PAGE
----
How Samuel Little Murdered Carol Alford in Los Angeles

Samuel Little Today

FBI/Wise County Police One of Samuel Little's unidentified victims he sketched/Samuel Little.

Carol Alford was one of eight women Samuel Little was convicted of murdering, but he claims to have killed 93 women.

The case is featured on Investigation Discovery’s Serial Killer Week in a four-hour special, “The 93 Victims of Samuel Little.” Part 1 airs at 9 p.m. EST Monday, August 31, 2020, and continues at 9 p.m. EST Tuesday, September 1, 2020.

Little was linked to Alford’s death through DNA in 2012. Her body was found dead in an alley in Los Angeles July 13, 1987. He was convicted of killing Alford in California in 2014, along with the deaths of Guadalupe Apodaca in 1989 and Audrey Nelson, whose body was found August 14, 1989 with Little’s DNA under her fingernails.

Here’s what you need to know:

Samuel Little Murdered Carol Alford Shortly After He Was Released From Prison for a Felony Assault Conviction

Carol Alford was the first woman Little murdered in Los Angeles, California, but women testified at his California trial they survived after he tried to kill them. The Los Angeles Times, which covered his trial, reported on a woman’s testimony, who said Little attacked her in September 1984 in San Diego. She had sometimes worked as a prostitute, but not on the night she was attacked, she said. The woman said he put his arm around her throat and pulled her into a dark-colored car, then tied her up and began choking her. He eventually pushed her out of the vehicle onto a heap of trash, she testified.

A month later, Little was arrested when San Diego police found a woman, unconscious and bleeding, in his car. He was convicted of false imprisonment and felony assault, and spent 2 1/2 years in prison. Alford was killed shortly after his release.

“He’s a serial killer, and he’s done this for years,” Deputy Dist. Atty. Beth Silverman told reporters outside the courthouse. “This was a verdict a long time coming…. It’s the end of an entire career of killing.”

Carol Alford Was Found Dead in an Alley With Multiple Injuries & DNA Matched Little

Carol Alford was found dead at age 41 on July 13, 1987, in an alley. She was naked from the waist down, and wearing only one sock. There were drag marks near her body, and investigators believed she was killed somewhere else and dumped in the alley, according to an appeal filed in Little’s case.

She had multiple injuries which indicated she was hit in the head and strangled to death. DNA found on Alford’s body matched Little. Little, who was a prize-winning fighter, often beat his victims and choked them with his hands. He would often target marginalized women to kill, believing their deaths would not be investigated as thoroughly by police. Many of the women worked as prostitutes or struggled with drug addiction.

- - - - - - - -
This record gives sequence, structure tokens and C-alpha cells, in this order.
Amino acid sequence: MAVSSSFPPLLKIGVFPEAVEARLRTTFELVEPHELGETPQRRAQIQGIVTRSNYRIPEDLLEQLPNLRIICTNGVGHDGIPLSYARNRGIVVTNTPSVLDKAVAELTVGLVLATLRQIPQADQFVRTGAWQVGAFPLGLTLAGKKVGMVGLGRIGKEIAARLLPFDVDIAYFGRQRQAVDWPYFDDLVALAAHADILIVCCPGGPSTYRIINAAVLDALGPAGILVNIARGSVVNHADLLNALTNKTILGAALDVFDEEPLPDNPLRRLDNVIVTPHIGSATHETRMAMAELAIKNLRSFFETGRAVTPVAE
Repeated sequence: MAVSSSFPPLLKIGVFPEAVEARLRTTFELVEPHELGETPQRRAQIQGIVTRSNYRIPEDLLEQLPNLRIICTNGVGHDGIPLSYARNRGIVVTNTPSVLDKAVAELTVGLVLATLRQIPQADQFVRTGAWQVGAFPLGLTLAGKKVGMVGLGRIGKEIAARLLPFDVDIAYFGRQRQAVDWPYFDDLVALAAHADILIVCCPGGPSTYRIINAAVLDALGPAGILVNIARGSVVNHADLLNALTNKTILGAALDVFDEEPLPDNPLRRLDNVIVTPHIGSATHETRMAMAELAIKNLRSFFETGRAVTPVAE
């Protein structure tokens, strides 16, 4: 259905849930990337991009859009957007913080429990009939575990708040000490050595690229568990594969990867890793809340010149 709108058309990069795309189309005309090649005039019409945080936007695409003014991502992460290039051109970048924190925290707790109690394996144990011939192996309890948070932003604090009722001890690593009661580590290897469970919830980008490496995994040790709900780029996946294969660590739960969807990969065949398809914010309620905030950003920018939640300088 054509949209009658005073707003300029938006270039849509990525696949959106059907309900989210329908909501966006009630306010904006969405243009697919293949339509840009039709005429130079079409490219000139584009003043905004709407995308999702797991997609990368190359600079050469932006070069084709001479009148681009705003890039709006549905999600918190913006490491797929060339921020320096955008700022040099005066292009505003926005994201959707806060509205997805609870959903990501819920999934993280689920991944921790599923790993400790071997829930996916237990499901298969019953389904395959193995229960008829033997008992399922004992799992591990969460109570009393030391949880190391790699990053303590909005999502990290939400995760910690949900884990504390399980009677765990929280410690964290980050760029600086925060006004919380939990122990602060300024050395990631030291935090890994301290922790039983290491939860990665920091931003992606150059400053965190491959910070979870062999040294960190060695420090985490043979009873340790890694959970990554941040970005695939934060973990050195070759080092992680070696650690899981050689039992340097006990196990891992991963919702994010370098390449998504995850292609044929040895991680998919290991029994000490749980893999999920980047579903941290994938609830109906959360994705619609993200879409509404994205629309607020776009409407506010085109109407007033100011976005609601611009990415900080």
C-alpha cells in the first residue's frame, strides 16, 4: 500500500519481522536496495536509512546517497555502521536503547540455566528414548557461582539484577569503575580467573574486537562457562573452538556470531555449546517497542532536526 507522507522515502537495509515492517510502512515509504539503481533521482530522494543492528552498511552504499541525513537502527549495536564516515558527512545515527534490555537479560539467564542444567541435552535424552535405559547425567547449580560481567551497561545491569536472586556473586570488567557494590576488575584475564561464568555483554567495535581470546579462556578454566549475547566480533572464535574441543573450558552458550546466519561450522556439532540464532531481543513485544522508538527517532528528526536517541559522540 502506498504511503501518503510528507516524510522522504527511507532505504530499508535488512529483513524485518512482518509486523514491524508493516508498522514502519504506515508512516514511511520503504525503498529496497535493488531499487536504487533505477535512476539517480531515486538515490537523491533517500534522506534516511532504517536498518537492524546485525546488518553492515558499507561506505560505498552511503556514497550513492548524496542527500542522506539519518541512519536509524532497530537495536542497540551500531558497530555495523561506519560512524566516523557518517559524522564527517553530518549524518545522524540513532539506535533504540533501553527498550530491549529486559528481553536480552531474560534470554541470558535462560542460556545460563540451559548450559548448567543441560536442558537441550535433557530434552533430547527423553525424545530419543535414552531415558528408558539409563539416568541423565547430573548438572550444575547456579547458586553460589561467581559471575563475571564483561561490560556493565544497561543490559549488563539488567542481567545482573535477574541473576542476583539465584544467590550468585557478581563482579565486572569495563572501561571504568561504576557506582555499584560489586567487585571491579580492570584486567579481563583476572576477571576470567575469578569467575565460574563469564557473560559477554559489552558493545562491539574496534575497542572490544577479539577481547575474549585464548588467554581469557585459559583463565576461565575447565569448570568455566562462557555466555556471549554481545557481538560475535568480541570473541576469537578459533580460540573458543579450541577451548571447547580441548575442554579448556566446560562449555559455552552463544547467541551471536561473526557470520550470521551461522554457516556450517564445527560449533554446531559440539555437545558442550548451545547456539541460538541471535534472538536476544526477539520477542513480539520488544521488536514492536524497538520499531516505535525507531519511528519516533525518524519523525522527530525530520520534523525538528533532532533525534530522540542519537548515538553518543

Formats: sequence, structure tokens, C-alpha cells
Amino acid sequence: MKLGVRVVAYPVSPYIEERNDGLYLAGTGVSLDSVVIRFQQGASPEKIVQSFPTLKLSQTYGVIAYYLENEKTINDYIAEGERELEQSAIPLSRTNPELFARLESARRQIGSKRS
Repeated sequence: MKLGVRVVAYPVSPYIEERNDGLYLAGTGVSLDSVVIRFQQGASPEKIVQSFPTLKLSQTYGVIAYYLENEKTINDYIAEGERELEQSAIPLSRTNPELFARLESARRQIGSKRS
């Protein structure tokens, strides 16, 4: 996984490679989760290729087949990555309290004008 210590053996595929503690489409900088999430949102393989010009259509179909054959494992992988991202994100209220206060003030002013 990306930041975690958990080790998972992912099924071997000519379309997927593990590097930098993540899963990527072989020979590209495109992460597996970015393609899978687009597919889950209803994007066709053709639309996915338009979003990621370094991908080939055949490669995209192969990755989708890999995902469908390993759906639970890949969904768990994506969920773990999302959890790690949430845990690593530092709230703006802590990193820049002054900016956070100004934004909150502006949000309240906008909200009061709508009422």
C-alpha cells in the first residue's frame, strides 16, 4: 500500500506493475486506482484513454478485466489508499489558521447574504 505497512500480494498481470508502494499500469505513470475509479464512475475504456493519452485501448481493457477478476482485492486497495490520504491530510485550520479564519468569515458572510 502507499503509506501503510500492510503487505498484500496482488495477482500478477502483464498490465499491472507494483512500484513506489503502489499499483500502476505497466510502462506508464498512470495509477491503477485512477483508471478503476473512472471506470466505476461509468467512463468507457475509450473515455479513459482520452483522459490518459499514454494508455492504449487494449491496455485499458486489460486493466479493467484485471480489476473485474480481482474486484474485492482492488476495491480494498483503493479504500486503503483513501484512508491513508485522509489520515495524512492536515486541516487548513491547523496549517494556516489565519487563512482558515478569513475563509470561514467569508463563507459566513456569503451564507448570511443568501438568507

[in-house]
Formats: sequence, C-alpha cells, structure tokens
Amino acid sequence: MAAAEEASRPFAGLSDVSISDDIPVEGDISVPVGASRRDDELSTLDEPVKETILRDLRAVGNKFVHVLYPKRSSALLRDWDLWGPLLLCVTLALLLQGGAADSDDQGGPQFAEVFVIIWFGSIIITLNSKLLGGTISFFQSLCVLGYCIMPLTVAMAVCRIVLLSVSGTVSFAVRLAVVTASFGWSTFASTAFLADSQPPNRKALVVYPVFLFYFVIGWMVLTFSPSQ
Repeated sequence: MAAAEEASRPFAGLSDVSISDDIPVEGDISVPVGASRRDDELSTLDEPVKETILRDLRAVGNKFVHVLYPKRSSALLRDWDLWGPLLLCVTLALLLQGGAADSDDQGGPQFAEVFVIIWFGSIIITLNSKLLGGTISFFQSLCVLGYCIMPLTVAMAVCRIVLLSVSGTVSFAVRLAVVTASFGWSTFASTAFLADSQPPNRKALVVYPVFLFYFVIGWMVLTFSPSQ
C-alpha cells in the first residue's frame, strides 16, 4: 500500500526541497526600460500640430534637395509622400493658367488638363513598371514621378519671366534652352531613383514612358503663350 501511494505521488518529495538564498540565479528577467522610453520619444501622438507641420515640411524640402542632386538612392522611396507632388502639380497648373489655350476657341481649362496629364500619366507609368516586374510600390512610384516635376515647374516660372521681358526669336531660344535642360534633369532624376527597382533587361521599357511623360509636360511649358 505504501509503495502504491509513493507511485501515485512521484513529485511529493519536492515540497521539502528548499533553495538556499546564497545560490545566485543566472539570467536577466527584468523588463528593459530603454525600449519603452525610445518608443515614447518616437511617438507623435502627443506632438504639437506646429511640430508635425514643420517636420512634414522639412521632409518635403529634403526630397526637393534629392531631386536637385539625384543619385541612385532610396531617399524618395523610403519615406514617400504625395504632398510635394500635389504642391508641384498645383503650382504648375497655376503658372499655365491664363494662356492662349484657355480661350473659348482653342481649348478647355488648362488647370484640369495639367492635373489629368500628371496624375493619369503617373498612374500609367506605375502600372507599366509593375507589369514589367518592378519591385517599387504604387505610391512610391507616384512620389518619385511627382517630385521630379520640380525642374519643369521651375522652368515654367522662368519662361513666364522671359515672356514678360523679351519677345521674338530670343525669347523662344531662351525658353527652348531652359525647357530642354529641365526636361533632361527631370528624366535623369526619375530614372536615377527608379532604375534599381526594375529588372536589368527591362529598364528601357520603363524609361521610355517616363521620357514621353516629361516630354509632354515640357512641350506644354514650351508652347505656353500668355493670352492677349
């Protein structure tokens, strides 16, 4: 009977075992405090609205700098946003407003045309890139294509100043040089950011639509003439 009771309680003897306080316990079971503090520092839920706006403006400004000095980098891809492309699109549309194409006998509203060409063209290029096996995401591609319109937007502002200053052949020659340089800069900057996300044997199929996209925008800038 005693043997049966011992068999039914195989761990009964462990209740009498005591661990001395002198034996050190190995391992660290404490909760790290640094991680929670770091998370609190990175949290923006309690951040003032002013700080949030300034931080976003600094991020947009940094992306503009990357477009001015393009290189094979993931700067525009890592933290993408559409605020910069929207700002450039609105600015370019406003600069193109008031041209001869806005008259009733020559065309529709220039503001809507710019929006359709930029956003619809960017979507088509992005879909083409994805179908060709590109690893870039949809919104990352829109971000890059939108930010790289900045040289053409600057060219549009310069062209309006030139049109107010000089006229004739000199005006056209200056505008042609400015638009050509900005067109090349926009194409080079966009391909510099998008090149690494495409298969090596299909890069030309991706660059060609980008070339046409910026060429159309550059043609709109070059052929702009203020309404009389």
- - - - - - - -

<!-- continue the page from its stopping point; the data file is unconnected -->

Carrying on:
Court documents filed in the case detail investigators’ findings, Alford’s murder case and her cause of death.

The details of Alford’s case filed in the appeal said:

On July 13, 1987, Los Angeles Police Department Officer Darryl Lee and his partner responded to a call about a dead body lying in an alleyway behind a residence on East 27th Street. Upon arriving at the location, the officer observed the body of an African-American woman, naked from the waist down with her shirt pulled up over her bra. She was wearing only one sock and no shoes. None of her missing clothing was found in the alley. Lee noticed “drag marks . . . in the dirt” near the woman’s feet. It appeared to Lee that the woman had been killed elsewhere and her body then dumped in the alley. The dead woman was later identified as Linda Alford by her daughter.

Dr. Irwin Golden, now retired, testified that in 1987 he was a deputy medical examiner in the Los Angeles County Coroner’s Office. His autopsy revealed that the cause of death was asphyxia as a result of manual strangulation. Alford had sustained multiple bruises near her jawline, hemorrhages in and around her eyes, and scratches and abrasions to her neck, some of which were caused by fingernails. Hemorrhaging beneath her scalp and temporal area was “characteristic of a blunt injury . . . a blow or a bump to the head,” and was consistent with Alford having been punched in the head. The autopsy revealed hemorrhaging to Alford’s voice box and hyoid bone, “the U-shaped bone at the base of the tongue which aids swallowing.” All of these injuries had been caused prior to death. A toxicology report showed that Alford had consumed alcohol and cocaine prior to her death.

READ NEXT: Samuel Little: 5 Fast Facts You Need to Know

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